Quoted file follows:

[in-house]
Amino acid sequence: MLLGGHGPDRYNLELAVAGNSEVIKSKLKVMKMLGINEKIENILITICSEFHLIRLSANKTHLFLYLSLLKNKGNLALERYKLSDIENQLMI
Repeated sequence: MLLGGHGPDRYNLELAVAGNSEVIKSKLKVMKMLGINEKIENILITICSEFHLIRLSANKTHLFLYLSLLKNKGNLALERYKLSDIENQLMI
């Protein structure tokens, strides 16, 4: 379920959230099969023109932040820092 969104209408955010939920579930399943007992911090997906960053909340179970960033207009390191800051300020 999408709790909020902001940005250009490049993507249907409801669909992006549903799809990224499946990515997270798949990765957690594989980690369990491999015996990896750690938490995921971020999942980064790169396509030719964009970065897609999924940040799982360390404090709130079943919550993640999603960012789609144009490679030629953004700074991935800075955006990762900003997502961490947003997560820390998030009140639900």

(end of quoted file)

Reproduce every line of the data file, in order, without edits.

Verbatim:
[in-house]
Amino acid sequence: MLLGGHGPDRYNLELAVAGNSEVIKSKLKVMKMLGINEKIENILITICSEFHLIRLSANKTHLFLYLSLLKNKGNLALERYKLSDIENQLMI
Repeated sequence: MLLGGHGPDRYNLELAVAGNSEVIKSKLKVMKMLGINEKIENILITICSEFHLIRLSANKTHLFLYLSLLKNKGNLALERYKLSDIENQLMI
């Protein structure tokens, strides 16, 4: 379920959230099969023109932040820092 969104209408955010939920579930399943007992911090997906960053909340179970960033207009390191800051300020 999408709790909020902001940005250009490049993507249907409801669909992006549903799809990224499946990515997270798949990765957690594989980690369990491999015996990896750690938490995921971020999942980064790169396509030719964009970065897609999924940040799982360390404090709130079943919550993640999603960012789609144009490679030629953004700074991935800075955006990762900003997502961490947003997560820390998030009140639900």